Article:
bon iver Live

Seeing Bon Iver live not only completed the year, but answered all of life’s questions. When you listen to Bon Iver there is sonic mystique. Layered vocals, reverb, plug-ins, and multiple choruses happening at once. Instruments coming at you from every direction. Unlike For Emma, Forever Ago, the new self titled has a plethora of orchestral arrangements. Listening to it, you are blindfolded to it’s origins. But seeing where it all comes from satisfies all your senses with comfort.

Despite his press being everywhere, from the cover of Spin to local papers covering his new release, it still feels like Vernon is from another planet. Maybe it’s his woodsy aura or the fact that his music is unlike anyone elses’ [thank god]. Noting two microphones set up an inch apart from each other on his mic stand removed the guesswork of live spiderwebbing. Seeing one of the two viola players chime in provided another answered other questions. Along with trumpeter and trombone player (whom also did a fine FINE prolonged beat box) there was a baritone saxophone. At the quietest of moments you could see him tapping the keys to get the hushed click of the key pads. Violas, violins, two drum kits, bass guitar, horns, Vernon himself on guitar (one song too few was left to an acoustic solo), synth, and a loop machine made up the nine men on stage.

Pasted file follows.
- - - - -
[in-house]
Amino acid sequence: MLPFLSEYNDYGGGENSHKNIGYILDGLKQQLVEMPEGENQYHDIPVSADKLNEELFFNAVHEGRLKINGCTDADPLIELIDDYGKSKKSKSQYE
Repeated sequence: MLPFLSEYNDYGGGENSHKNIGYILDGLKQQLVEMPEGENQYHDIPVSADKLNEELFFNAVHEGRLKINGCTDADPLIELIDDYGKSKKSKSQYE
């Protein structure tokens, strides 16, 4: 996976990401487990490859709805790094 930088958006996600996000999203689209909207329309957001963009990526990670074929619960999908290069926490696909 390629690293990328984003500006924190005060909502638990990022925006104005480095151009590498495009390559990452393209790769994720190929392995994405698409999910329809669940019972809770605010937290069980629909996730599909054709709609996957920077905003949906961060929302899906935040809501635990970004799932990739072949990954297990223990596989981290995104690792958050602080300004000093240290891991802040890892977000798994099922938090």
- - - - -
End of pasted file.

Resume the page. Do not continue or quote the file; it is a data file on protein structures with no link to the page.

It was wonderful to see performers working together to create the insane amount of power in the room: poetry, legit vibrations, the power of brilliance, emotion and passion. Sadness at points, but mostly pure joy, you’re silly to look away. I didn’t bring ear plugs thinking “why would I ever need them?” I couldn’t have been more wrong – and more deaf for a good two days. [Bring ear plugs.]

In addition to Skinny Love, he played the title track from his 2009 EP Blood Bank – one of my personal favorites. The set list included most from the new record and tracks from the old. The Wolves (Act I and II) – easily my favorite – wasn’t as heartbreaking with a full band, but who am I to complain? Seeing Vernon wail on the electric guitar (while we’ve known him to cry us to sleep) is a juxtaposition. And the best one I’ll ever see.

His music is great, and we all know that. The only people I know who don’t like it much are those who don’t go for the style, and so far it’s been growing on them.

I left with a feeling that we will see Justin Vernon put out music for the rest of his life – even if it is too spread out for our liking. And if it isn’t music, it will be art, poetry or some sort of crafting genius. Seeing him up close and in person was just reassurance that love and passion are real and exist in people. I think sometimes we have to look too hard to find it. But if we’re lucky, some share it with everyone.

Check out NPR for the second night’s full concert recorded here at DC’s 930 club.

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